To maximise the contribution from the construction and demolition industry, it is essential to develop effective on-site waste management and diversion procedures. This will allow the collection and recycling of high-quality, uncontaminated plastic waste that will optimise the potential of the
proposed recycling infrastructure towards building a circular economy in the NZ Construction Sector. Partnering with Unitec’s Environmental Solutions Research Centre (ESRC) and Waste Management New Zealand (WMNZ) will allow Marley to amplify the message of recycling throughout the industry, as well as work together on practical solutions to minimise plastic waste going to landfills in the Construction and Demolition industry.
Using low-cost sensors to determine the effects of home ventilation technologies on a variety of Internal Air Quality (IAQ) markers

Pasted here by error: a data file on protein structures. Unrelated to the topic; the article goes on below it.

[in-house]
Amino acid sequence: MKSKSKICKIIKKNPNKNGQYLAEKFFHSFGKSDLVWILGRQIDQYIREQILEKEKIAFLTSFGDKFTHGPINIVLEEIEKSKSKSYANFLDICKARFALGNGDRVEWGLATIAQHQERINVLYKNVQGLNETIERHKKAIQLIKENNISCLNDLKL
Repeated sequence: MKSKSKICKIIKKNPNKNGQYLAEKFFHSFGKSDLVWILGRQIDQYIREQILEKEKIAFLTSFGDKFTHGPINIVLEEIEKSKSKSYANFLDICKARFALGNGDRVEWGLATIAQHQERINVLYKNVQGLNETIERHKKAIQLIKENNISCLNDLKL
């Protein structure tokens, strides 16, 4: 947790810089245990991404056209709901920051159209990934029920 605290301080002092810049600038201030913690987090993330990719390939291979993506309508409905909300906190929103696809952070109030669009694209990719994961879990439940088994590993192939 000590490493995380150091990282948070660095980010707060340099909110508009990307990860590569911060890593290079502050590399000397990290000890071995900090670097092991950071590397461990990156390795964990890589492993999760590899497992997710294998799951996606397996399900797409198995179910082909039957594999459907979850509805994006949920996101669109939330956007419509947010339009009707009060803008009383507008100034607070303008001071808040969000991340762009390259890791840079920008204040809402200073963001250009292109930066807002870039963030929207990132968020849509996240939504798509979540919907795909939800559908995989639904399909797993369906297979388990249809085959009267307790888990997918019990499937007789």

Investigating the variability of various IAQ parameters in houses pre- and post-installation of a ventilation system in the Auckland and Hamilton regions. We aim to provide evidence to support the notion that effective use of ventilation technologies can reduce moisture loads and improve IAQ, also to then relate this improved air quality to a healthier environment.
The long-term goal of the project team’s wider IAQ research programme, of which this project will be part, is to identify viable solutions to help vulnerable communities currently living and socialising in poor IAQ environments.
Low-cost internal air quality (IAQ) sensor.
Remediation of asbestos-contaminated soil: an alternative to landfill disposal